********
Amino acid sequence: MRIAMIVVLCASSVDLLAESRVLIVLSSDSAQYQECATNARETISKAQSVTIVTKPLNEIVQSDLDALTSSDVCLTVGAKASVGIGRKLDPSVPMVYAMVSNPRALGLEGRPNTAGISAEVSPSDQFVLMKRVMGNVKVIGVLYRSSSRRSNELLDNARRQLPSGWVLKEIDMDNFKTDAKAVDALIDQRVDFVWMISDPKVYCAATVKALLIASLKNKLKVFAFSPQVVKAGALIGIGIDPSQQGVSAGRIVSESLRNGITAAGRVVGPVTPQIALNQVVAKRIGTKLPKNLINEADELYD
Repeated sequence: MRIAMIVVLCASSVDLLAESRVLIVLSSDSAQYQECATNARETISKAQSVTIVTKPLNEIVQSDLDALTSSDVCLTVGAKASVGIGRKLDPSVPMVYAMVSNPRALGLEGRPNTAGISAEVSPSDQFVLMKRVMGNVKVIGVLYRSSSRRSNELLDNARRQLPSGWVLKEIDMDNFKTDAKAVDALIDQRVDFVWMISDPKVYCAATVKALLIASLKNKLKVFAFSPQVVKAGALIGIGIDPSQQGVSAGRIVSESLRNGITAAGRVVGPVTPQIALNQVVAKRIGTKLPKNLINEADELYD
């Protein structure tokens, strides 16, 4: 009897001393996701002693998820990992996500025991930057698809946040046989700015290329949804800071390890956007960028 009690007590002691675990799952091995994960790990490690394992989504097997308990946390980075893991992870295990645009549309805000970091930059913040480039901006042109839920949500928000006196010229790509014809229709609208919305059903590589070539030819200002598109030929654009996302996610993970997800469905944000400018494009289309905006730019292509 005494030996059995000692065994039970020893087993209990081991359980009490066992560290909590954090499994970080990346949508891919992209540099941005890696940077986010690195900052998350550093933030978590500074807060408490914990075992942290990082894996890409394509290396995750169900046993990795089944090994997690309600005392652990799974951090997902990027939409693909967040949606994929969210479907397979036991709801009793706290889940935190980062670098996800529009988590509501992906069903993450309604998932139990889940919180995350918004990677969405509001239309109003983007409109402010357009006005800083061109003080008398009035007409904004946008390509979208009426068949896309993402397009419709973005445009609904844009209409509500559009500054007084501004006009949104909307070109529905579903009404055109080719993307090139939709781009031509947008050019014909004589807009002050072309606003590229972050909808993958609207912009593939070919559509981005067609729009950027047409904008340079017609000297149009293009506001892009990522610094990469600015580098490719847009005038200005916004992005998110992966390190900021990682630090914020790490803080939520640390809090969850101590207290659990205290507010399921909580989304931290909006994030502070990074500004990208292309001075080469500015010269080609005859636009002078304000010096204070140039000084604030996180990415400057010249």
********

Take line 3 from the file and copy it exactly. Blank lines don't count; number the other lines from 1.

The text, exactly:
């Protein structure tokens, strides 16, 4: 009897001393996701002693998820990992996500025991930057698809946040046989700015290329949804800071390890956007960028 009690007590002691675990799952091995994960790990490690394992989504097997308990946390980075893991992870295990645009549309805000970091930059913040480039901006042109839920949500928000006196010229790509014809229709609208919305059903590589070539030819200002598109030929654009996302996610993970997800469905944000400018494009289309905006730019292509 005494030996059995000692065994039970020893087993209990081991359980009490066992560290909590954090499994970080990346949508891919992209540099941005890696940077986010690195900052998350550093933030978590500074807060408490914990075992942290990082894996890409394509290396995750169900046993990795089944090994997690309600005392652990799974951090997902990027939409693909967040949606994929969210479907397979036991709801009793706290889940935190980062670098996800529009988590509501992906069903993450309604998932139990889940919180995350918004990677969405509001239309109003983007409109402010357009006005800083061109003080008398009035007409904004946008390509979208009426068949896309993402397009419709973005445009609904844009209409509500559009500054007084501004006009949104909307070109529905579903009404055109080719993307090139939709781009031509947008050019014909004589807009002050072309606003590229972050909808993958609207912009593939070919559509981005067609729009950027047409904008340079017609000297149009293009506001892009990522610094990469600015580098490719847009005038200005916004992005998110992966390190900021990682630090914020790490803080939520640390809090969850101590207290659990205290507010399921909580989304931290909006994030502070990074500004990208292309001075080469500015010269080609005859636009002078304000010096204070140039000084604030996180990415400057010249």